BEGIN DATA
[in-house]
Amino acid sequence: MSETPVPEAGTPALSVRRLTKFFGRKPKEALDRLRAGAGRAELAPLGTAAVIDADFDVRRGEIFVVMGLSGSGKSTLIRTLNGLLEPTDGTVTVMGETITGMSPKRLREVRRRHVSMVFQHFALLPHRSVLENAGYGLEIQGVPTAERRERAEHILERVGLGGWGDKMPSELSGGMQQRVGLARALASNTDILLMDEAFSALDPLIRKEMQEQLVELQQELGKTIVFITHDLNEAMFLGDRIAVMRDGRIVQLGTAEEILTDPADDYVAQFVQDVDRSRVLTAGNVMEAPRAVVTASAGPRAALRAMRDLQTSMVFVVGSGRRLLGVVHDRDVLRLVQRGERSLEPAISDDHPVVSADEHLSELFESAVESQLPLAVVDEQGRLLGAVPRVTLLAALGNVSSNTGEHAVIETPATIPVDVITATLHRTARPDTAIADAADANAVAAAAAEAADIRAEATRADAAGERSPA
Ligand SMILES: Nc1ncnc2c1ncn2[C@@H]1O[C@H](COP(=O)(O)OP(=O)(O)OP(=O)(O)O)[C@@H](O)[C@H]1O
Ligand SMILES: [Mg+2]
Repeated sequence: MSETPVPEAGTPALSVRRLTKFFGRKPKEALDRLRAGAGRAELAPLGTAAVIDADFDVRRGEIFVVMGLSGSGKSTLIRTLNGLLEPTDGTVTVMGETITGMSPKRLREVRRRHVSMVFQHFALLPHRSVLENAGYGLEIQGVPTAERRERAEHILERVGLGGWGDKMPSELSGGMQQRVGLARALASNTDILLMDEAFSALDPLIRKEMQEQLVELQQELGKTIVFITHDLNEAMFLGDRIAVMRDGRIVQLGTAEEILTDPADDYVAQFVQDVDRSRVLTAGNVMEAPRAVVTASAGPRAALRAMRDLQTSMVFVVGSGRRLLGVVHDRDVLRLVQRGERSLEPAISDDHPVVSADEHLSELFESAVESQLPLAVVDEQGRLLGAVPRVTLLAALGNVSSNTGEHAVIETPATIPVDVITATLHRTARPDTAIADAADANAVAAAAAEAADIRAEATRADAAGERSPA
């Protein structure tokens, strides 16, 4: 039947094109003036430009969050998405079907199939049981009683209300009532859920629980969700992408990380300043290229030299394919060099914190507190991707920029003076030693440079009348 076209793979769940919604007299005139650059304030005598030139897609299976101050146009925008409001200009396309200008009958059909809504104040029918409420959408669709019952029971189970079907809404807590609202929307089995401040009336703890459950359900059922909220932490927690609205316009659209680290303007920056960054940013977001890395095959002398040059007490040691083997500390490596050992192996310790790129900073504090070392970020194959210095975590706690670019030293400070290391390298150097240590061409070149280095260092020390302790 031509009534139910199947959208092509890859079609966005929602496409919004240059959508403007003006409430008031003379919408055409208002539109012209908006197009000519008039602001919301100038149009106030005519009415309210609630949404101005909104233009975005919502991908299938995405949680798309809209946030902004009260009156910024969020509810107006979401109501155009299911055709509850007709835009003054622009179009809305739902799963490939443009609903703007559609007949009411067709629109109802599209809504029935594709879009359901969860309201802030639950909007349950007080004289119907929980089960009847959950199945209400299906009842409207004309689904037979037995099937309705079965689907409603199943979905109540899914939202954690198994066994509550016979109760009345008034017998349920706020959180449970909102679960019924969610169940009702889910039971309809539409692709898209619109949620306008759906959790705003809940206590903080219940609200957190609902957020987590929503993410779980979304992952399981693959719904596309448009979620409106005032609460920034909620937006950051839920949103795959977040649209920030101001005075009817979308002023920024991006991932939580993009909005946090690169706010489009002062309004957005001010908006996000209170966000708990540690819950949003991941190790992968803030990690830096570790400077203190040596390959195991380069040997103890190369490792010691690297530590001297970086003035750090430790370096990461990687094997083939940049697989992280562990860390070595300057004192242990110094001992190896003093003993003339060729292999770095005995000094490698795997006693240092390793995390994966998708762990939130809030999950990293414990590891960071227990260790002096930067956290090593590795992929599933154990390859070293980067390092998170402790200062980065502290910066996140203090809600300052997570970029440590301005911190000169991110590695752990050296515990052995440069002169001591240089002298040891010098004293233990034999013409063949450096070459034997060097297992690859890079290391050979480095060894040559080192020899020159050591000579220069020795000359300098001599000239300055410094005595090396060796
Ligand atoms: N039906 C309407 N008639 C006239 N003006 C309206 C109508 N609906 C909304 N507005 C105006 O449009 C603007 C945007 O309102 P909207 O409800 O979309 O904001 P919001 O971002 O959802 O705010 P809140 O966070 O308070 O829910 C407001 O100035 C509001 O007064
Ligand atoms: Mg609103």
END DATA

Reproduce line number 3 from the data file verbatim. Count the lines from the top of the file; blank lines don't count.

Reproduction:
Ligand SMILES: Nc1ncnc2c1ncn2[C@@H]1O[C@H](COP(=O)(O)OP(=O)(O)OP(=O)(O)O)[C@@H](O)[C@H]1O